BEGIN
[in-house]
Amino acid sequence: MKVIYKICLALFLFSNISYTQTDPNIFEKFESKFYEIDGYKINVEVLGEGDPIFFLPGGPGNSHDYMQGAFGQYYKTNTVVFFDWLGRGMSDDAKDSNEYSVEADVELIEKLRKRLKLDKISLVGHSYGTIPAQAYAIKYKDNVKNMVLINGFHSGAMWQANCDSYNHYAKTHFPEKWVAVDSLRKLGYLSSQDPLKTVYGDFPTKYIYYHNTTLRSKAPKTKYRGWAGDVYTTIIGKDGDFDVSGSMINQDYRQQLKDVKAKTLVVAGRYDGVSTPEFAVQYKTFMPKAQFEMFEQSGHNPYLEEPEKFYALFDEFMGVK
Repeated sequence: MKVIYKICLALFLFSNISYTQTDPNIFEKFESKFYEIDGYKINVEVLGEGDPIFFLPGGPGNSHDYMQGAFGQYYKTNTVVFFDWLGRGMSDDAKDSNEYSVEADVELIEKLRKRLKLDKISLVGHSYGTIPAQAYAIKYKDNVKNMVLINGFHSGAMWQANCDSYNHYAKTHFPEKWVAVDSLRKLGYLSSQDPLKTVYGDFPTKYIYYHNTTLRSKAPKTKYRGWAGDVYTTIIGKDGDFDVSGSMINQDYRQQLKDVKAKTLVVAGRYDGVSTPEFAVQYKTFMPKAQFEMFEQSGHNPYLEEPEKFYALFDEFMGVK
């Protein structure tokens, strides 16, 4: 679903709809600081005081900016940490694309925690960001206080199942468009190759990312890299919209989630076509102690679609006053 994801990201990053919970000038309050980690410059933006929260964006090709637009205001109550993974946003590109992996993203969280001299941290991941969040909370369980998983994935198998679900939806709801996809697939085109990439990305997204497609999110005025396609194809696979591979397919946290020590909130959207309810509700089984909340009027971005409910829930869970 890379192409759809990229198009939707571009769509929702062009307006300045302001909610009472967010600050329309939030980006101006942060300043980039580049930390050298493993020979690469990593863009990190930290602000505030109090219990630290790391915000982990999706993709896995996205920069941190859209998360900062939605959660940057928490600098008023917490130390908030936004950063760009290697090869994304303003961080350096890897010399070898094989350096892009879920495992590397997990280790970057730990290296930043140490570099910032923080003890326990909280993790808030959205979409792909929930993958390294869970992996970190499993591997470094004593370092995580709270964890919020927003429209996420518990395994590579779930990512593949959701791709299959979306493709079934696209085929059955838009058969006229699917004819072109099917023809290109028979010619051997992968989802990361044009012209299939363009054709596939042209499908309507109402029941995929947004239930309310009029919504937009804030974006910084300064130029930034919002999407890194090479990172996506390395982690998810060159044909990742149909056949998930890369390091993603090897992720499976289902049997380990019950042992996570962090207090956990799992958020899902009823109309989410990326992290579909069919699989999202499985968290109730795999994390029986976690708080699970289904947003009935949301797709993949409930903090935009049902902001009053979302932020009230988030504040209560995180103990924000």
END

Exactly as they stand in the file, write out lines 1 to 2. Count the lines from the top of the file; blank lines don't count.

[in-house]
Amino acid sequence: MKVIYKICLALFLFSNISYTQTDPNIFEKFESKFYEIDGYKINVEVLGEGDPIFFLPGGPGNSHDYMQGAFGQYYKTNTVVFFDWLGRGMSDDAKDSNEYSVEADVELIEKLRKRLKLDKISLVGHSYGTIPAQAYAIKYKDNVKNMVLINGFHSGAMWQANCDSYNHYAKTHFPEKWVAVDSLRKLGYLSSQDPLKTVYGDFPTKYIYYHNTTLRSKAPKTKYRGWAGDVYTTIIGKDGDFDVSGSMINQDYRQQLKDVKAKTLVVAGRYDGVSTPEFAVQYKTFMPKAQFEMFEQSGHNPYLEEPEKFYALFDEFMGVK